The second act gypsies were quite remarkable, led by brilliant Nariman Bekzhannov the IRB’s exciting leading dancer, lusted after by two very sexy gipsy girls in the shape of Anna Gaidash and Anna Pashkova. It was unusual to see that sultry gypsy dance turned into a duet for two rival women, but it actually worked remarkably well. The Dryads Scene looked quite lovely opening with Cupid sitting on a flower-wreathed swing creating a beautiful tableau with the Dryads grouped around her. She was danced by Maria Sokolnikova, an IRB company member who impresses me whatever the role. The Queen of the Dryads was danced by a tall, willowy girl called Vera Borisenkova from the Bolshoi, the sweetest natured Queen imaginable. I feared that such a long-legged girl would have dismayingly high extensions but in fact she never got to six o’clock as she has an innate instinct for good line. Not the most musical of dancers she is nevertheless a hard worker and improved with every performance; her fragile beauty suiting the role well.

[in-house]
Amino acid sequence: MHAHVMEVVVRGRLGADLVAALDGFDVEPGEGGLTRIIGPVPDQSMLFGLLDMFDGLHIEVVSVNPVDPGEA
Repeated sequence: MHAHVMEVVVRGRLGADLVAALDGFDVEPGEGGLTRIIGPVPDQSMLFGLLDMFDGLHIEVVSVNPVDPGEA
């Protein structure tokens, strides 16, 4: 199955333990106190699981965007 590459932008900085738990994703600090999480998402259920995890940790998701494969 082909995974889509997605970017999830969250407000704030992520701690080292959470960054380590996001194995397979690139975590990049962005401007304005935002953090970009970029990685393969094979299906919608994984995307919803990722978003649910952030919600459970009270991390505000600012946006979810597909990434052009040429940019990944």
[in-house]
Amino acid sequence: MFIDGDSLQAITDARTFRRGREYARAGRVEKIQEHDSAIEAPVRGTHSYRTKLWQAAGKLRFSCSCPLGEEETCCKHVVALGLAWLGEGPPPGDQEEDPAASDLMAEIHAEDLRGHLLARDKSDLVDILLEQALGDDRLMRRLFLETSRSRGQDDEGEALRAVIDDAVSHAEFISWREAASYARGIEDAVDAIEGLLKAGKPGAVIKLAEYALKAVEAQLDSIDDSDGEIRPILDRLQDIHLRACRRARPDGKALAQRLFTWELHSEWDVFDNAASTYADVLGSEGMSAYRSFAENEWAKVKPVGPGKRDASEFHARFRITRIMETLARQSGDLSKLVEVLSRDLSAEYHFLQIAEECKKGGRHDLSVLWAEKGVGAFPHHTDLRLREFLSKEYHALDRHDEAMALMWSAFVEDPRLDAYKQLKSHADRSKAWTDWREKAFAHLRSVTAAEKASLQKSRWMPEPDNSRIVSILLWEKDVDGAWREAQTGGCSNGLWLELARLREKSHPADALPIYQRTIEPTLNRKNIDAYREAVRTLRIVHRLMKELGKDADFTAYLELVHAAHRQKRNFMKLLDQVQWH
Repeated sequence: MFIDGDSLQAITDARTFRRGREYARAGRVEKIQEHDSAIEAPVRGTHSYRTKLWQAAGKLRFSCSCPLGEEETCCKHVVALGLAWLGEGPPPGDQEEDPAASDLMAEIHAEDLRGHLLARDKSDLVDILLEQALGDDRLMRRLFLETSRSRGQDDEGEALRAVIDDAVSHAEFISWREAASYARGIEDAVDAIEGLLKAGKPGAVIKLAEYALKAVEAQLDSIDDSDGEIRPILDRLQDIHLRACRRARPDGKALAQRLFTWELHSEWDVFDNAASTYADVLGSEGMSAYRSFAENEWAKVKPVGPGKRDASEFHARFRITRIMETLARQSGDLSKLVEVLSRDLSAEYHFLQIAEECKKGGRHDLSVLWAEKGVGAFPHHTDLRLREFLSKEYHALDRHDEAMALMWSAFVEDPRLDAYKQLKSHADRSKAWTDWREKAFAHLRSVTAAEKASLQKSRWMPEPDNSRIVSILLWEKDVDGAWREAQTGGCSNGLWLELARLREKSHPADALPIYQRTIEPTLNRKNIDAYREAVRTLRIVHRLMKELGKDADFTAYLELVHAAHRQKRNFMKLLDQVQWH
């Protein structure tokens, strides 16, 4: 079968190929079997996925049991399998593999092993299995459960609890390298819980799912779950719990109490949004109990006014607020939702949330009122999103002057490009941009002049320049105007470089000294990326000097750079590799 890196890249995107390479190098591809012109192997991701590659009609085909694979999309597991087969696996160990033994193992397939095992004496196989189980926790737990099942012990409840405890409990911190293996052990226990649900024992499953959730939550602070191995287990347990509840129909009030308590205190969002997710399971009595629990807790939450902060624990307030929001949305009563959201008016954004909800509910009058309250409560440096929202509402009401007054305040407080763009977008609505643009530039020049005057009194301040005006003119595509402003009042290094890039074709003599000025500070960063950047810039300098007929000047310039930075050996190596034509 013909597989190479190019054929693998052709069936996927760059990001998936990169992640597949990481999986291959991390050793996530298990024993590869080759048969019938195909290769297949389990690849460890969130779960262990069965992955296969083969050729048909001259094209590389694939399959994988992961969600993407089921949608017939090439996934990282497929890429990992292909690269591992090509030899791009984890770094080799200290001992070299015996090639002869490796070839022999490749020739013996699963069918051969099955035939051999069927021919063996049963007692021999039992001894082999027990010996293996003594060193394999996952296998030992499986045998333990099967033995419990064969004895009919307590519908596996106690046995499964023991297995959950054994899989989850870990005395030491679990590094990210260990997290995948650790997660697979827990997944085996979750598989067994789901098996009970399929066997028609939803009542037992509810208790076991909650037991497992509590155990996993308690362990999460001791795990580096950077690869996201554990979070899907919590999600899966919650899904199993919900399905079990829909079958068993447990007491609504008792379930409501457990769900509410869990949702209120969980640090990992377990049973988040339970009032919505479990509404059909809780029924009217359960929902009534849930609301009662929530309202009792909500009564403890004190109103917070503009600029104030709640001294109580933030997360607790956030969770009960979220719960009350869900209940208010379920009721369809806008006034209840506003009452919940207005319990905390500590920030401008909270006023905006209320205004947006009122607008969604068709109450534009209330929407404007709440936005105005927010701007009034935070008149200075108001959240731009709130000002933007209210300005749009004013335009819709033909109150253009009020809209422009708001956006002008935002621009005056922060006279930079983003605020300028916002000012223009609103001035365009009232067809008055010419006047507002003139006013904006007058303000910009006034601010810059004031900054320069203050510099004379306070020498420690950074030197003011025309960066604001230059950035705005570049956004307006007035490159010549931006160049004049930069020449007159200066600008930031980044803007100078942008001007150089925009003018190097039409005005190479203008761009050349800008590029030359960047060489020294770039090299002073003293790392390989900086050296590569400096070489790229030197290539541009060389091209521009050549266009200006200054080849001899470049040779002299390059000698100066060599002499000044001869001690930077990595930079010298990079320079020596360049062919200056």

Alia Tanykpaeva’s Kitri was superb, now a leading dancer with Vienna’s Staatsballet she began her career with IRB and has returned as a guest on a regular basis. This was the first time I had seen her in a virtuoso role and its fair to say that there is no aspect of virtuoso technique that is beyond her, in particular her fouettés were a marvel, fast and easy and above all rooted to the spot. This is a rarity now as one tends to rate fouettés today on the shortest distance travelled, when of course they are supposed to finish exactly where they started. It’s not just the pyrotechnics that impress in her performance as she danced the role with a delicious blend of fun and naughtiness switching to elegant perfection in the Dryad scene. Her double work with Martinyuk was perilous I’m afraid but it wasn’t her fault; you had to admire her courage to smile in the face of coping with a partner who was a danger to life and limb though.